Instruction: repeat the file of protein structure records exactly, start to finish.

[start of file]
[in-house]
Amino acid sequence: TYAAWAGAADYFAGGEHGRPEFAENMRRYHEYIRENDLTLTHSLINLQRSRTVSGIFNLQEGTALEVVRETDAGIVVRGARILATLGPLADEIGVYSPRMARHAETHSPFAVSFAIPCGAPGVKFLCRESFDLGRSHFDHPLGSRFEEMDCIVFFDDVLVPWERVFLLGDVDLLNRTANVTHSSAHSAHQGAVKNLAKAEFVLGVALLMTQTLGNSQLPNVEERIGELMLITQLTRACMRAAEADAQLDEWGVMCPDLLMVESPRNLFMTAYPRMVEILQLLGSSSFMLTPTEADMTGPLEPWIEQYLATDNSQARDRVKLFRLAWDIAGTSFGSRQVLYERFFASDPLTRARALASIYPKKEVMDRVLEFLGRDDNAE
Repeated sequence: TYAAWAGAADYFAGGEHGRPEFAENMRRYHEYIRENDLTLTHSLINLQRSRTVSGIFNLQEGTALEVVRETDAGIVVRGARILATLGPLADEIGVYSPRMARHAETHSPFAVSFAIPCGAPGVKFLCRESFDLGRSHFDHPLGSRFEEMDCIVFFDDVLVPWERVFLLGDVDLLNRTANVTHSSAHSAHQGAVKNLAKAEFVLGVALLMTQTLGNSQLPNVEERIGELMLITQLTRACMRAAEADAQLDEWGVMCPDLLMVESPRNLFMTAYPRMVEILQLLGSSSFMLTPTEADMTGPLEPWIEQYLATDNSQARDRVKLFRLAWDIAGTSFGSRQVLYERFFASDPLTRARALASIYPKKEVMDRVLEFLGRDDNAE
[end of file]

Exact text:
[in-house]
Amino acid sequence: TYAAWAGAADYFAGGEHGRPEFAENMRRYHEYIRENDLTLTHSLINLQRSRTVSGIFNLQEGTALEVVRETDAGIVVRGARILATLGPLADEIGVYSPRMARHAETHSPFAVSFAIPCGAPGVKFLCRESFDLGRSHFDHPLGSRFEEMDCIVFFDDVLVPWERVFLLGDVDLLNRTANVTHSSAHSAHQGAVKNLAKAEFVLGVALLMTQTLGNSQLPNVEERIGELMLITQLTRACMRAAEADAQLDEWGVMCPDLLMVESPRNLFMTAYPRMVEILQLLGSSSFMLTPTEADMTGPLEPWIEQYLATDNSQARDRVKLFRLAWDIAGTSFGSRQVLYERFFASDPLTRARALASIYPKKEVMDRVLEFLGRDDNAE
Repeated sequence: TYAAWAGAADYFAGGEHGRPEFAENMRRYHEYIRENDLTLTHSLINLQRSRTVSGIFNLQEGTALEVVRETDAGIVVRGARILATLGPLADEIGVYSPRMARHAETHSPFAVSFAIPCGAPGVKFLCRESFDLGRSHFDHPLGSRFEEMDCIVFFDDVLVPWERVFLLGDVDLLNRTANVTHSSAHSAHQGAVKNLAKAEFVLGVALLMTQTLGNSQLPNVEERIGELMLITQLTRACMRAAEADAQLDEWGVMCPDLLMVESPRNLFMTAYPRMVEILQLLGSSSFMLTPTEADMTGPLEPWIEQYLATDNSQARDRVKLFRLAWDIAGTSFGSRQVLYERFFASDPLTRARALASIYPKKEVMDRVLEFLGRDDNAE